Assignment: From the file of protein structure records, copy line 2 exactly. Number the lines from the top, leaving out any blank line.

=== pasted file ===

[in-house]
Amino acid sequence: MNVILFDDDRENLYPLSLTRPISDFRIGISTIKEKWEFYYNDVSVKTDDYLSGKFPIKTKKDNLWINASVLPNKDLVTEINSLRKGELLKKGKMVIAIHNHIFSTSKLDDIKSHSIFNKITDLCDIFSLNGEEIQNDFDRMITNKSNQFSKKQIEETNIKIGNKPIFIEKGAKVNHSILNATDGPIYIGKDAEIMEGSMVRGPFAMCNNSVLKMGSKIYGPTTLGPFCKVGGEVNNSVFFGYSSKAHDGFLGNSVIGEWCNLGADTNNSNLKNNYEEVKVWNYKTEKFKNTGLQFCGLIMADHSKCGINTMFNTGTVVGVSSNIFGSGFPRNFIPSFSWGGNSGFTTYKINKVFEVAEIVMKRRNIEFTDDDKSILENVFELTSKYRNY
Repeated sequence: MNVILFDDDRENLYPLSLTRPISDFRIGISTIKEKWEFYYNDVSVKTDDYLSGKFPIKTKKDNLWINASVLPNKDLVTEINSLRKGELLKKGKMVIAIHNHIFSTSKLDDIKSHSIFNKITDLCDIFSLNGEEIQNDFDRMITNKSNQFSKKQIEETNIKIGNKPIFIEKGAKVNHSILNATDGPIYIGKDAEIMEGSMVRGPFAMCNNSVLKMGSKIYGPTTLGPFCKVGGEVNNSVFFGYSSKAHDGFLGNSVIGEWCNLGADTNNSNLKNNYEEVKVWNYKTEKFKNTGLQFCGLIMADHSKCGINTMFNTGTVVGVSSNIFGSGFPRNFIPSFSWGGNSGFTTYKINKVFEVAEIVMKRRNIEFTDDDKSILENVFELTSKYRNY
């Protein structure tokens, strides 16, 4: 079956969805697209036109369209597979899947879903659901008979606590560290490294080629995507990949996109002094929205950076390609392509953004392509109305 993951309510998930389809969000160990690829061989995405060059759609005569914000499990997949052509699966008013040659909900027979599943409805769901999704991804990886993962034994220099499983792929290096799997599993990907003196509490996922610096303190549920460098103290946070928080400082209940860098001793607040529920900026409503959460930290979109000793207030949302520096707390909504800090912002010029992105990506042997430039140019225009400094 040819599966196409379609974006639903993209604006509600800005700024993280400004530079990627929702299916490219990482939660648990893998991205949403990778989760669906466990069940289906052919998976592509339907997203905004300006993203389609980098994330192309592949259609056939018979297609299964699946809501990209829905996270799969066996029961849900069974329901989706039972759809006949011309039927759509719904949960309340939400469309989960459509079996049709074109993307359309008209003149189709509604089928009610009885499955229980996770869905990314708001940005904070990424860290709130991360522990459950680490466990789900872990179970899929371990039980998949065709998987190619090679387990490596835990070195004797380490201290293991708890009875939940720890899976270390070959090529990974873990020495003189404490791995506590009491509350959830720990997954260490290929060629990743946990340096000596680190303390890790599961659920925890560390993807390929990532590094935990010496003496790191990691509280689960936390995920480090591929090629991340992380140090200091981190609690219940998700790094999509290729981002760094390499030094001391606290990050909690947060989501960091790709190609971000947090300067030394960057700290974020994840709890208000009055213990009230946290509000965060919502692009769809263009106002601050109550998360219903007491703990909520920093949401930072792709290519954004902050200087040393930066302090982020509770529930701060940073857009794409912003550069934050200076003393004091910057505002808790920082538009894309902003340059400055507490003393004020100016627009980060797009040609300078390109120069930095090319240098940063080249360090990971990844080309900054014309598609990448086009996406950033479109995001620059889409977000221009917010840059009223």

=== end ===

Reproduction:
Amino acid sequence: MNVILFDDDRENLYPLSLTRPISDFRIGISTIKEKWEFYYNDVSVKTDDYLSGKFPIKTKKDNLWINASVLPNKDLVTEINSLRKGELLKKGKMVIAIHNHIFSTSKLDDIKSHSIFNKITDLCDIFSLNGEEIQNDFDRMITNKSNQFSKKQIEETNIKIGNKPIFIEKGAKVNHSILNATDGPIYIGKDAEIMEGSMVRGPFAMCNNSVLKMGSKIYGPTTLGPFCKVGGEVNNSVFFGYSSKAHDGFLGNSVIGEWCNLGADTNNSNLKNNYEEVKVWNYKTEKFKNTGLQFCGLIMADHSKCGINTMFNTGTVVGVSSNIFGSGFPRNFIPSFSWGGNSGFTTYKINKVFEVAEIVMKRRNIEFTDDDKSILENVFELTSKYRNY